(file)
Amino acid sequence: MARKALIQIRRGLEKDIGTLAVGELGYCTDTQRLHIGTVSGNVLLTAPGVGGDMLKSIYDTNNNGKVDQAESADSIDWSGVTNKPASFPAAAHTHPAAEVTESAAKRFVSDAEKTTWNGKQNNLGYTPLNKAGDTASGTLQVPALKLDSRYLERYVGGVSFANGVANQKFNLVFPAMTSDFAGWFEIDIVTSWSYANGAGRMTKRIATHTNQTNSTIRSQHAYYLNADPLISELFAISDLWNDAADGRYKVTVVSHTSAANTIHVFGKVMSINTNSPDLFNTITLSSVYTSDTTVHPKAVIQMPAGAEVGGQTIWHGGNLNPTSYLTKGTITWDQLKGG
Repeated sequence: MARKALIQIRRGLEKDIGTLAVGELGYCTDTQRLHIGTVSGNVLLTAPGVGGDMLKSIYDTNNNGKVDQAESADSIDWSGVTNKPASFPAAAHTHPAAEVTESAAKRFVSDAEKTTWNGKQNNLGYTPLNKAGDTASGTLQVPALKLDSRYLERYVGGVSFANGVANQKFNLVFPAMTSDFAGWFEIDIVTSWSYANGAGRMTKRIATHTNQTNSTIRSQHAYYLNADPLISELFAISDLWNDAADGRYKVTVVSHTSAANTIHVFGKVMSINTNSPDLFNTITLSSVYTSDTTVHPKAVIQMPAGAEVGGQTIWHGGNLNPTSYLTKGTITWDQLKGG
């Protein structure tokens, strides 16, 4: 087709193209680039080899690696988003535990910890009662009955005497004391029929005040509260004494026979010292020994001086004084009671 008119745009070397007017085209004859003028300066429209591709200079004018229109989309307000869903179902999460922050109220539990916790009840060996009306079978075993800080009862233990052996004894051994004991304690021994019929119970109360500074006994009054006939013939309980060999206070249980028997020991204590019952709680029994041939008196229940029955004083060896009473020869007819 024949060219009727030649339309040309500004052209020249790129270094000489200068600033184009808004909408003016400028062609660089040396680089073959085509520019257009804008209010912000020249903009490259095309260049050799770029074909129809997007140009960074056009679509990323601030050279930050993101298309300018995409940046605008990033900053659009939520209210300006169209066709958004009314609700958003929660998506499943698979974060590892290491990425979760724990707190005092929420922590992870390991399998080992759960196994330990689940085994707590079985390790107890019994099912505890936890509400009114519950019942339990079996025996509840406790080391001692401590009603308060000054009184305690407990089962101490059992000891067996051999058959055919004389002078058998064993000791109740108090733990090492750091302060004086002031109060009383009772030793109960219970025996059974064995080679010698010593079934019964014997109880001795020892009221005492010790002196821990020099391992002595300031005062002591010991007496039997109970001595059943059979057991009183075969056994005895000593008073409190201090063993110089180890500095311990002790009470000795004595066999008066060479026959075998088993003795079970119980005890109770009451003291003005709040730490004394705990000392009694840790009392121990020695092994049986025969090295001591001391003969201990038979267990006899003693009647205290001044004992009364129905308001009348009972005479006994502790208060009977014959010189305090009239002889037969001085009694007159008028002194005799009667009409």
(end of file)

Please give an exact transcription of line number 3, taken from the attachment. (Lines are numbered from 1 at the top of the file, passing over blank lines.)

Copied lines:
């Protein structure tokens, strides 16, 4: 087709193209680039080899690696988003535990910890009662009955005497004391029929005040509260004494026979010292020994001086004084009671 008119745009070397007017085209004859003028300066429209591709200079004018229109989309307000869903179902999460922050109220539990916790009840060996009306079978075993800080009862233990052996004894051994004991304690021994019929119970109360500074006994009054006939013939309980060999206070249980028997020991204590019952709680029994041939008196229940029955004083060896009473020869007819 024949060219009727030649339309040309500004052209020249790129270094000489200068600033184009808004909408003016400028062609660089040396680089073959085509520019257009804008209010912000020249903009490259095309260049050799770029074909129809997007140009960074056009679509990323601030050279930050993101298309300018995409940046605008990033900053659009939520209210300006169209066709958004009314609700958003929660998506499943698979974060590892290491990425979760724990707190005092929420922590992870390991399998080992759960196994330990689940085994707590079985390790107890019994099912505890936890509400009114519950019942339990079996025996509840406790080391001692401590009603308060000054009184305690407990089962101490059992000891067996051999058959055919004389002078058998064993000791109740108090733990090492750091302060004086002031109060009383009772030793109960219970025996059974064995080679010698010593079934019964014997109880001795020892009221005492010790002196821990020099391992002595300031005062002591010991007496039997109970001595059943059979057991009183075969056994005895000593008073409190201090063993110089180890500095311990002790009470000795004595066999008066060479026959075998088993003795079970119980005890109770009451003291003005709040730490004394705990000392009694840790009392121990020695092994049986025969090295001591001391003969201990038979267990006899003693009647205290001044004992009364129905308001009348009972005479006994502790208060009977014959010189305090009239002889037969001085009694007159008028002194005799009667009409």